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Medical Tests


Definitions

A1c: A test that measures a person’s average blood glucose (blood sugar) level over the previous 2 to 3 months. The most accurate clinical name for this test is the HbA1c.

Hemoglobin is the part of a red blood cell that carries oxygen to the cells and sometimes joins with the glucose in the bloodstream. Also called hemoglobin A1C or glycosylated (gly-KOH-sih-lay-ted) hemoglobin, the test shows the amount of glucose that sticks to the red blood cell, which is proportional to the amount of glucose in the blood.  Also called HbA1c, Hemoglobin A1c, and Glycosylated HbA1c.

Doctors use the A1c test to see how well a patient is managing their blood sugars over a several month period of time.  The higher a patient’s A1c, the greater their risk for developing diabetes complications.

Acanthosis Nigricans (AN):  A skin condition characterized by darkened skin patches; common in people whose body is not responding correctly to the insulin produced by the pancreas (insulin resistance). This skin condition is also seen in people who have pre-diabetes or type 2 diabetes, PCOS and some thyroid conditions..

ACE Inhibitor: An oral medicine that lowers blood pressure; ACE stands for angiotensin (an-gee-oh-TEN-sin) converting enzyme. For people with diabetes, especially those who have protein (albumin) in the urine, it also helps slow down kidney damage.

Acesulfame: A dietary sweetener with no calories and no nutritional value. Also known as acesulfame-K. (Brand name: Sunett.)

Adhesive Capsulitis: A condition of the shoulder associated with diabetes that results in pain and loss of the ability to move the shoulder in all directions.

Adult-Onset Diabetes: Former term for type 2 diabetes.

AGEs: Stands for advanced glycosylation endproducts. AGEs are produced in the body when glucose links with protein. They play a role in damaging blood vessels, which can lead to diabetes complications.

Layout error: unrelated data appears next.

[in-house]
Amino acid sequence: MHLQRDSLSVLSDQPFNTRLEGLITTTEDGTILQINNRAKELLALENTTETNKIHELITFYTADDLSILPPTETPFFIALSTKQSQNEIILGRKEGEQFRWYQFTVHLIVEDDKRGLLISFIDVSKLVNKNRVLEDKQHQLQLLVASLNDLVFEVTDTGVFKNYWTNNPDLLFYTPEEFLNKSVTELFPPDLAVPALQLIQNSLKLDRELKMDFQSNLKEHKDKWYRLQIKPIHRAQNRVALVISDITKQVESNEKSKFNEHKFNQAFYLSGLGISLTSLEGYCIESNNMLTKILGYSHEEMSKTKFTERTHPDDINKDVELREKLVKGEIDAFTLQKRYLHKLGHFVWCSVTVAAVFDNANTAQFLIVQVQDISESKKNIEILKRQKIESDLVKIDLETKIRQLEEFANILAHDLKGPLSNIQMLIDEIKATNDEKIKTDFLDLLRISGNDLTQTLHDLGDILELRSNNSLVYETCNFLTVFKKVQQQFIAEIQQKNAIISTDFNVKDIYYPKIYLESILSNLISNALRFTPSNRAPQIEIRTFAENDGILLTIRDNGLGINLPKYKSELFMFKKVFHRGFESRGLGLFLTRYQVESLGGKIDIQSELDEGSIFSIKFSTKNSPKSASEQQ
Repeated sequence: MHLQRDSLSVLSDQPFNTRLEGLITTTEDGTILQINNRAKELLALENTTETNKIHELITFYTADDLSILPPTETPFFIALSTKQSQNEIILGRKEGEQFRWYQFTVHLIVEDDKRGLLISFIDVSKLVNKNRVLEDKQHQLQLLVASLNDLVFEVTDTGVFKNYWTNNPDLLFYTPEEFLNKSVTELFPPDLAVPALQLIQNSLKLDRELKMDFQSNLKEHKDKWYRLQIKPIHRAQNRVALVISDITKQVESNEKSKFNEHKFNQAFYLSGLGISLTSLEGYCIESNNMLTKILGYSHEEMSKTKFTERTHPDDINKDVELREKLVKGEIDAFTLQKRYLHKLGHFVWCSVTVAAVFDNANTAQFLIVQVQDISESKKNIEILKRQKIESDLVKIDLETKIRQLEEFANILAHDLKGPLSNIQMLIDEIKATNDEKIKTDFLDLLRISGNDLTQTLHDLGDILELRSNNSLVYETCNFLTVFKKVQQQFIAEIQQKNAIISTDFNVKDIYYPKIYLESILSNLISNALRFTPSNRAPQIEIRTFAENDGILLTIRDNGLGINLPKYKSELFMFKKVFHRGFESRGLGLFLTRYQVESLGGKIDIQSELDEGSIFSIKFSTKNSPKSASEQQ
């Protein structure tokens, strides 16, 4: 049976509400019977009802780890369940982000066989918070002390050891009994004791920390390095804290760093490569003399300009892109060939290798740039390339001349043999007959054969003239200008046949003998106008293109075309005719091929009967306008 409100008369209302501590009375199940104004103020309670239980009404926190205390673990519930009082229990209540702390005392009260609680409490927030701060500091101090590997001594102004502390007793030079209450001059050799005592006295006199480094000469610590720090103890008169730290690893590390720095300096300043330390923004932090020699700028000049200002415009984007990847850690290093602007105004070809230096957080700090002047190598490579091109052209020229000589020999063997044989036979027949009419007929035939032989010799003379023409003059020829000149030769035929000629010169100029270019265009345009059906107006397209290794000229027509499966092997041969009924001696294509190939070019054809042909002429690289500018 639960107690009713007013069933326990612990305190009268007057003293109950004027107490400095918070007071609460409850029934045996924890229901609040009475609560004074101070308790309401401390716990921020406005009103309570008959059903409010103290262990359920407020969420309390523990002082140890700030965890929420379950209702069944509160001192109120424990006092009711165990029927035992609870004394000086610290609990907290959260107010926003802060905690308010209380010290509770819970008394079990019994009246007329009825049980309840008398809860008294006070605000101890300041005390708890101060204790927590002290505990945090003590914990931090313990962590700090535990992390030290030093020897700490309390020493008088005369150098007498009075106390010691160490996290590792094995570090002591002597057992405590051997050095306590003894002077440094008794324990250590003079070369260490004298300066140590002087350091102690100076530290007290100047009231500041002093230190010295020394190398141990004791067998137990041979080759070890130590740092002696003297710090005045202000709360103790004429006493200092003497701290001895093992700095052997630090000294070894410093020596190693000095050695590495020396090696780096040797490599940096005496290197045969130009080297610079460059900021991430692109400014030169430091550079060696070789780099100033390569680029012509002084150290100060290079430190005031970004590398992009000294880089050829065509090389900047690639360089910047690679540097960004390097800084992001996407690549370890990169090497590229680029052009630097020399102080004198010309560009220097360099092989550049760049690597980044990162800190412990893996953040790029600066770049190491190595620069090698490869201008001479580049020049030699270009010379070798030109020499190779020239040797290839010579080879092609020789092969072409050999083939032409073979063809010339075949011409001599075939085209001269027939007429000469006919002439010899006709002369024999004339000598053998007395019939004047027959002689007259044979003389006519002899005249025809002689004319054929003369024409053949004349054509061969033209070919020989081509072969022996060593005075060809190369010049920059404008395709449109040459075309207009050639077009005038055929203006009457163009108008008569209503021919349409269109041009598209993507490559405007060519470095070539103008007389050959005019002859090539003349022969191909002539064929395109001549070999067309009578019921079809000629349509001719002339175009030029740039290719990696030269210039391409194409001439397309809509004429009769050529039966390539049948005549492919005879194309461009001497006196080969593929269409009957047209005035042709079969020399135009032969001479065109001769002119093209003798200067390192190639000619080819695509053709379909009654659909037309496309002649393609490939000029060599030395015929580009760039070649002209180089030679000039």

Albumin: A protein normally found in the urine.  Excessive amounts can indicate nephropathy (kidney disease).

Albuminuria: A condition in which the urine has more than normal amounts of a protein called albumin. Albuminuria may be a sign of nephropathy (kidney disease).

Alpha Cell: A type of cell in the pancreas. Alpha cells make and release a hormone called glucagon. The body sends a signal to the alpha cells to make glucagon when blood glucose falls too low. Then glucagon reaches the liver where it tells it to release glucose into the blood for energy.

Amylin: A hormone formed by beta cells in the pancreas. Amylin regulates the timing of glucose release into the bloodstream after eating by slowing the emptying of the stomach.

Amyotrophy: A type of neuropathy resulting in pain, weakness, and/or wasting in the muscles.

Anemia: A condition in which the number of red blood cells is less than normal, resulting in less oxygen being carried to the body’s cells.

Angiopathy: Any disease of the blood vessels (veins, arteries, capillaries) or lymphatic vessels.

Antibodies: Proteins made by the body to protect itself from “foreign” substances such as bacteria or viruses. People get type 1 diabetes when their bodies make antibodies that destroy the body’s own insulin-making beta cells.

ARB: An oral medicine that lowers blood pressure; ARB stands for angiotensin (an-gee-oh-TEN-sin) receptor blocker.

Arteriosclerosis: Hardening of the arteries.

Artery: A large blood vessel that carries blood with oxygen from the heart to all parts of the body.

Aspart Insulin: A rapid-acting insulin. On average, aspart insulin starts to lower blood glucose within 10 to 20 minutes after injection. It has its strongest effect 1 to 3 hours after injection but keeps working for 3 to 5 hours after injection.

Aspartame: A dietary sweetener with almost no calories and no nutritional value. (Brand names: Equal, NutraSweet.)

Atherosclerosis: Clogging, narrowing, and hardening of the body’s large arteries and medium-sized blood vessels. Atherosclerosis can lead to stroke, heart attack, eye problems, and kidney problems.

Autoimmune: Of, relating to, or caused by autoantibodies or lymphocytes that attack molecules, cells, or tissues of the organism producing them. In type 1 diabetes the immune system mistakes insulin producing beta cells as foreign (bad) cells and attacks and destroys them.

Autonomic Neuropathy: A type of neuropathy affecting the lungs, heart, stomach, intestines, bladder, or genitals.

Avandia: Avandia is the brand name of an oral insulin sensitizing drug used in treating diabetes. (Generic name: rosiglitazone.)

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